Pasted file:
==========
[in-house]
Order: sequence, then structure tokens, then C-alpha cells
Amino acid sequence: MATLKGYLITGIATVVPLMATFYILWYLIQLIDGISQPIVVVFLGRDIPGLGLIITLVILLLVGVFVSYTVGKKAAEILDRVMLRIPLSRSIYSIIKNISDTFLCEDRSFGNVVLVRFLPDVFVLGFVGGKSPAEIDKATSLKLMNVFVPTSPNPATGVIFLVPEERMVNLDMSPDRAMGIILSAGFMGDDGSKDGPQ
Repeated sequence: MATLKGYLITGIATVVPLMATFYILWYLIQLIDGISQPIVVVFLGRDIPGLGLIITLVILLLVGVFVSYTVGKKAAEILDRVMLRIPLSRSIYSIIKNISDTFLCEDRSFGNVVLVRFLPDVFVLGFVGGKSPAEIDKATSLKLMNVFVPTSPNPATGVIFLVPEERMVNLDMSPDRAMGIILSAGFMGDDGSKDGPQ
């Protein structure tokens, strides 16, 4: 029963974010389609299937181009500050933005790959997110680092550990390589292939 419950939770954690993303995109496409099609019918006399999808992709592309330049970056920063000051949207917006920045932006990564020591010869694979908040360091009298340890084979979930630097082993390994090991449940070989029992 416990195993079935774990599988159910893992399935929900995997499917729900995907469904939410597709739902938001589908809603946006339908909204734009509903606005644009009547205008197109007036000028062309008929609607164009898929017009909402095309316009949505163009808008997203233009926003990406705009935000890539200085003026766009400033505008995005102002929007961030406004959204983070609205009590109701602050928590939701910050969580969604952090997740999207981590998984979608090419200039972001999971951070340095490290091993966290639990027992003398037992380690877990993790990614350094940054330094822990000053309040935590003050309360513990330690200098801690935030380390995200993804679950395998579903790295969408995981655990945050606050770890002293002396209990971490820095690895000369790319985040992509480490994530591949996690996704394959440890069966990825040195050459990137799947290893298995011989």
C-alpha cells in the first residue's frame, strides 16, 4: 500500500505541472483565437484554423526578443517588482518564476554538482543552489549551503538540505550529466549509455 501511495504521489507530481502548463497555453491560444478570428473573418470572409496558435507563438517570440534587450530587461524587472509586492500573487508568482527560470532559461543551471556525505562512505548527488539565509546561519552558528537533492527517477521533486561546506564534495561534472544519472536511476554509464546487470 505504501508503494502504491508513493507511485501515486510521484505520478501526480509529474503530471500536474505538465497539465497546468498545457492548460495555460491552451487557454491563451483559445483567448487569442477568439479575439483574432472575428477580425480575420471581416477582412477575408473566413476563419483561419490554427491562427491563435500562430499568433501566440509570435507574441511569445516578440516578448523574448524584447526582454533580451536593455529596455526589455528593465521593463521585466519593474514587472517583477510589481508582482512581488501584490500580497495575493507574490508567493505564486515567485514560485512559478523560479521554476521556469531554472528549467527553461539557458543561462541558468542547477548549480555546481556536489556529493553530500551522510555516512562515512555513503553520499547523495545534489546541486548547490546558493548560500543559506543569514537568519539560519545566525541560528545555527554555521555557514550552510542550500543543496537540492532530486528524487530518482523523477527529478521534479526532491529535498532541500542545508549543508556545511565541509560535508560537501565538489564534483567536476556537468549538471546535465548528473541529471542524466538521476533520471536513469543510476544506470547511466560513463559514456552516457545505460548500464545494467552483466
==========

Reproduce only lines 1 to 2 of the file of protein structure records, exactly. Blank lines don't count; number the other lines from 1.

[in-house]
Order: sequence, then structure tokens, then C-alpha cells